Reports of Jim Hickey‘s departure began about two weeks prior to him officially stepping down, so speculation about his successor gestated silently for a while. Once his departure was confirmed, however, a litter of rumors squalled to life. The biggest of those came in the form of John Farrell, the former Red Sox pitching coach and manager who has strong ties to both Theo Epstein and the Cubs organization.
The Tribune’s Mark Gonzales named Farrell as a possibility and a report in the St. Louis Post-Dispatch referred to the current Reds scout as the “frontrunner” for the gig in Chicago (info on both in link above). But while he seems an obvious candidate in a vacuum, the reality of the situation is that Farrell’s hiring might not go over too well with the current staff, particularly when Joe Maddon is managing under a cloud of uncertainty.
As The Athletic‘s Ken Rosenthal reports (subscription), Farrell is “highly unlikely to pursue the [Cubs] job,” largely due to the circumstances surrounding it.
With Joe Maddon entering the final year of his contract, Farrell wants no part of a narrative that he might be viewed as a manager-in-waiting, the source said. Farrell, fired as manager by the Red Sox after the 2017 season, is sensitive to Maddon’s position. He worked as a scout for the Reds last season with the understanding that he would not be a candidate to replace Bryan Price.
This runs contrary to an earlier report from Bruce Levine that said Farrell was expected to interview for the job, but things may have changed over the holiday weekend. And in true baseball retread fashion, Price was also among the names Levine mentioned as a potential Hickey replacement. Though his credentials as a pitching coach are strong, Price would likely engender some of the same sentiments as Farrell when it comes to Maddon looking over his shoulder.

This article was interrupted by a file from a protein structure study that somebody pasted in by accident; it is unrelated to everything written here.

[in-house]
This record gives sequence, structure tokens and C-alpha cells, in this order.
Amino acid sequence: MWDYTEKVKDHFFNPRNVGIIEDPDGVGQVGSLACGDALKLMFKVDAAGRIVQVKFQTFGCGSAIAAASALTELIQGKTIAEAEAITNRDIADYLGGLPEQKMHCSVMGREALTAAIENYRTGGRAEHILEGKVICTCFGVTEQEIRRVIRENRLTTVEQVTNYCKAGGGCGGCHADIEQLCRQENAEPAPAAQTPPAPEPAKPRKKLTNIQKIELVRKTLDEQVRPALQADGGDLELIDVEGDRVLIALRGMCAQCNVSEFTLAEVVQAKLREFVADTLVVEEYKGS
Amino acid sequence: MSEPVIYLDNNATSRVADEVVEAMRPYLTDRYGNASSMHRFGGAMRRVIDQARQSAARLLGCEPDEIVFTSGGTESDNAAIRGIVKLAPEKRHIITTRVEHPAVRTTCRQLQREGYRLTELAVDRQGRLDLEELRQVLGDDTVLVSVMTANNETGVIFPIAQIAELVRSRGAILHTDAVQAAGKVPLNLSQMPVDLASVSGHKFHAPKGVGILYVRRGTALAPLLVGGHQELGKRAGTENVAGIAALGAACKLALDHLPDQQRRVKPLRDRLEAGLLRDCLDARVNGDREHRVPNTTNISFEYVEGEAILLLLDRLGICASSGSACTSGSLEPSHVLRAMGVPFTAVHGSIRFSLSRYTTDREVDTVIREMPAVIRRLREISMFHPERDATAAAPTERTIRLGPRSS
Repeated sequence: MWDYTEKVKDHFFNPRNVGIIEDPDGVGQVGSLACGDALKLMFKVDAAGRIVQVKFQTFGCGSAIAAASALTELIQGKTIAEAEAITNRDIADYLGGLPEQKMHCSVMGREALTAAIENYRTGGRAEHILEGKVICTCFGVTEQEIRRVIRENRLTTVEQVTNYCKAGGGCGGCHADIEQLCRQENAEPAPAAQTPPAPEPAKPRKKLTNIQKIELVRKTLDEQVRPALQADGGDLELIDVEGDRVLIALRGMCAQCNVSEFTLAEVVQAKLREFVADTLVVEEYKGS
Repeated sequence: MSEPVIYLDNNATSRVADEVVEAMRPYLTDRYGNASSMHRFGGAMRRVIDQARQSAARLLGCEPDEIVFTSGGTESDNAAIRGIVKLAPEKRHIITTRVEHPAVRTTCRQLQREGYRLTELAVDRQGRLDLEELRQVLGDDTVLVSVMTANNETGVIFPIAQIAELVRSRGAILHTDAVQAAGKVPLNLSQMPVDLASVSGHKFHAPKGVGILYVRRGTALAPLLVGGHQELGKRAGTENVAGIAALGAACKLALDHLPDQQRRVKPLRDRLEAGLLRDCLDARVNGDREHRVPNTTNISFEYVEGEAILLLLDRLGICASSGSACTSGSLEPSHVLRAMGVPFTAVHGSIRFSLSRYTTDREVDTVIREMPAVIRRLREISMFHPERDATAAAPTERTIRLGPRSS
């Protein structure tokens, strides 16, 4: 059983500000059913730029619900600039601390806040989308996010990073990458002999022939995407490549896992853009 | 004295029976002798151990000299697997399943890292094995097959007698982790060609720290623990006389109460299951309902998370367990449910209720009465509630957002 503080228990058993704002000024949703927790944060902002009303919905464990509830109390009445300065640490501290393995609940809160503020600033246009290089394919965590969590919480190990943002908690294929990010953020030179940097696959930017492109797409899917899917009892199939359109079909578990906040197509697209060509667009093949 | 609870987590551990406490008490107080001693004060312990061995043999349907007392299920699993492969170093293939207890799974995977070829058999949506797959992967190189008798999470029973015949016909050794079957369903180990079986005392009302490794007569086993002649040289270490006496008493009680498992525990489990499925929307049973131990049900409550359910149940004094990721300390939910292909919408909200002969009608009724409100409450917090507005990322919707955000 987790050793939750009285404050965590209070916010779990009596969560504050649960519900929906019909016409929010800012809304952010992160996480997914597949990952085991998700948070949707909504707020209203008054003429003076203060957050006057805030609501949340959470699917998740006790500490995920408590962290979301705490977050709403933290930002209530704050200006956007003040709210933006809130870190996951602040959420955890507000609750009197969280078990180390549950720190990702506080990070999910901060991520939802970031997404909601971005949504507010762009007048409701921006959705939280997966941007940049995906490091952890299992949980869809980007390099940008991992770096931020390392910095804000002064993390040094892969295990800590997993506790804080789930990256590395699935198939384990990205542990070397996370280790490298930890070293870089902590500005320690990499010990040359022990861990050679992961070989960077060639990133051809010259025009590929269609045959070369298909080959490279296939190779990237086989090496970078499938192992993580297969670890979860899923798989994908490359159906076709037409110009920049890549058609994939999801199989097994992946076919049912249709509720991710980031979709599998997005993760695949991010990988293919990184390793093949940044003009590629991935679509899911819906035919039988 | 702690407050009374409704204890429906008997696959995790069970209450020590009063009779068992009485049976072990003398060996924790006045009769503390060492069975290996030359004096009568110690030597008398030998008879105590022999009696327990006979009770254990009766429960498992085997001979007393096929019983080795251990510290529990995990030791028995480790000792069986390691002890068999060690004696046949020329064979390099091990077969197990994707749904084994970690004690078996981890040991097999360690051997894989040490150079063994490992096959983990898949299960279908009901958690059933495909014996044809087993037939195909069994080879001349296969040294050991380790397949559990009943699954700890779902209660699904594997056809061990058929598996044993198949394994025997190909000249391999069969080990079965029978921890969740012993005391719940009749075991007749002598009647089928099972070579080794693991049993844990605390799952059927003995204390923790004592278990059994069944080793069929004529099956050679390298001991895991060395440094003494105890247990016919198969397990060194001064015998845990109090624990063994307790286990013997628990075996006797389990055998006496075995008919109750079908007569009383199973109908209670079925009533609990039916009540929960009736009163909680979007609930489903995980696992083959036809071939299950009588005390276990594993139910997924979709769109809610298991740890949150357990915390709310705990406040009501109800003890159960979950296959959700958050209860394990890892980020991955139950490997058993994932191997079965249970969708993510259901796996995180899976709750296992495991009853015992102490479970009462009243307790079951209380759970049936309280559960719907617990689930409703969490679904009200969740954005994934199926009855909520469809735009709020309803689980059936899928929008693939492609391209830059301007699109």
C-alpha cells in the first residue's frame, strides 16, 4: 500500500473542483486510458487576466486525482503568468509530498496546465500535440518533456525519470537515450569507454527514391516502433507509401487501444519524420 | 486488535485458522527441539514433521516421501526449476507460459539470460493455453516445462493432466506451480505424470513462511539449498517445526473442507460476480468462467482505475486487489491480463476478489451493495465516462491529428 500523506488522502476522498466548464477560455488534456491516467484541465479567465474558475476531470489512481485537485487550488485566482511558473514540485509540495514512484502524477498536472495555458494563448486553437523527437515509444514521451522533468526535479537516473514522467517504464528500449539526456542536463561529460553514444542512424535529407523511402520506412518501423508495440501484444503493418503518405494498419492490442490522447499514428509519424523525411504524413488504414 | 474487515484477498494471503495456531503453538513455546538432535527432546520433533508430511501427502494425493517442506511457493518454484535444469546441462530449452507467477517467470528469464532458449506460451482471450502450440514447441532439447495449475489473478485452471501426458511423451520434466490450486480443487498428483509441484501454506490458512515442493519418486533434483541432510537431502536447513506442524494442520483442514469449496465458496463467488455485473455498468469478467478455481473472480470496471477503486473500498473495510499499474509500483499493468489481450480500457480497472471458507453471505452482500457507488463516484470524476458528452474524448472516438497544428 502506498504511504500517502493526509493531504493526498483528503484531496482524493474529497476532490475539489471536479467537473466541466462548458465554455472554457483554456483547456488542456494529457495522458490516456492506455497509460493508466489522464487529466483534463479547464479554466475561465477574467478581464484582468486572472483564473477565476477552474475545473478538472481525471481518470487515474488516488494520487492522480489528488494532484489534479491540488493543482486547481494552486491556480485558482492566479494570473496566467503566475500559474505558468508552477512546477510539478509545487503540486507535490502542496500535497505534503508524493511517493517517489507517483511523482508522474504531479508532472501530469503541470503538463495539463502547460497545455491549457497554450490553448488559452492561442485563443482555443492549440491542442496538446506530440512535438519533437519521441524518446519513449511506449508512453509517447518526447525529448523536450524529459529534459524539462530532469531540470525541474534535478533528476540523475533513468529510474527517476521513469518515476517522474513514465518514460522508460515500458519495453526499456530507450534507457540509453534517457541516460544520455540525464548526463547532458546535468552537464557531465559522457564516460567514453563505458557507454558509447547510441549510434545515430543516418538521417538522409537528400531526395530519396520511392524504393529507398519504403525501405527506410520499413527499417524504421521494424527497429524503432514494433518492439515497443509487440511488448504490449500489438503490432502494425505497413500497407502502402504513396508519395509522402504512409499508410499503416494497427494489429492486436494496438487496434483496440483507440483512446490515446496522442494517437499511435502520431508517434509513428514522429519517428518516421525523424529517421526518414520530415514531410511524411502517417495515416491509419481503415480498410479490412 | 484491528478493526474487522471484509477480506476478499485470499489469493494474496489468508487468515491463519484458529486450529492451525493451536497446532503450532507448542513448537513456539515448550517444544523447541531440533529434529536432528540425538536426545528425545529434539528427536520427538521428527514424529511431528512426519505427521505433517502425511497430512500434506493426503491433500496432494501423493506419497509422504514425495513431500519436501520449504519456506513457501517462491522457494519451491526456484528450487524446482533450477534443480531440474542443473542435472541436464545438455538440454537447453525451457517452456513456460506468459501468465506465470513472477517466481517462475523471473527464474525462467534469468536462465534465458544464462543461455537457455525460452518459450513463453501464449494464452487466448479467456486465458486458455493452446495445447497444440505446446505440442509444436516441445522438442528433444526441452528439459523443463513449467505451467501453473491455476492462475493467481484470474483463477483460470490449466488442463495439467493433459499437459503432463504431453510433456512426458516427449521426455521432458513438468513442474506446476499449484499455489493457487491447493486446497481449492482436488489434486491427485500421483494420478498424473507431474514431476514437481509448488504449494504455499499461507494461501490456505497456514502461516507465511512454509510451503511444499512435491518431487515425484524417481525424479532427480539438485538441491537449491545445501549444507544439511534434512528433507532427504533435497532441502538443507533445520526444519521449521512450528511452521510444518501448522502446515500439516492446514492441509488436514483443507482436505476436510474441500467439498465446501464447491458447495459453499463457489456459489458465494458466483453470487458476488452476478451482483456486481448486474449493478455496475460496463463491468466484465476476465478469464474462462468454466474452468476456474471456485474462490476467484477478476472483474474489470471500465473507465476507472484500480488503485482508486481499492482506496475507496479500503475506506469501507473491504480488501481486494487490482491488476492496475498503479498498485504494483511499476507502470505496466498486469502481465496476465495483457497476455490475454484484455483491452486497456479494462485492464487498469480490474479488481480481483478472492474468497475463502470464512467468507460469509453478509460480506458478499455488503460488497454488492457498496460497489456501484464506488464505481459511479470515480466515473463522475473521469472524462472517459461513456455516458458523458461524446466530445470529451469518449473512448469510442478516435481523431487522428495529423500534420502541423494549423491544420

Of course, there’s more to it than just the idea that they might be looking to replace Maddon. Certainly neither man would be hired with the understanding that he’d be in line for the managerial gig, since that would create open friction and maybe even animosity. When Epstein talked about having an edge, he wasn’t talking about a jagged one like the end of a broken beer bottle.
The other issue is that an established big league coach/manager like Farrell or Price would probably be loathe to take a job so tenuous as the one we’re talking about here. Not only have the Cubs replaced their pitching coach in each of the last two seasons, but they could well be in line to do so again if Maddon isn’t extended. And it’s entirely possible that Maddon’s replacement, assuming he’s not Farrell or Price, would want to bring in his own guy.
Then again, we’ve already seen how the front office has exerted greater control over coaching staff decisions of late. Which is why the Cubs might prefer to promote an internal candidate, someone who knows the culture and would provide some much-needed continuity. Levine mentioned Lester Strode (bullpen coach) and Brendan Sagara (minor league pitching coordinator), but the man getting the most attention seems to be run prevention coordinator Tommy Hottovy.
Both Jesse Rogers and Sahadev Sharma have touted Hottovy’s ability to translate analytics and scouting info alike to players, and the former pitcher’s pedigree lends him credence. Hottovy has worked closely with catching coordinator Mike Borzello on several strategic initiatives and he’s also been instrumental in the Cubs’ free-agent recruiting efforts.
There are other external candidates as well, among them former Phillies pitching coach Rick Kranitz and Marlins pitching coach Juan Nieves. Even though signs are pointing toward the Cubs looking more within the organization, neither of these options carries the same cachet and potential to upset the apple cart as Farrell or Price.
With December nearly upon us and the Cubs in search of bullpen help, you can imagine why they might want to have this matter settled as soon as possible. My money’s on Hottovy, but I can honestly say that nothing other than Farrell being hired would really surprise me at this point. Either way, expect to hear about a decision in the fairly near future.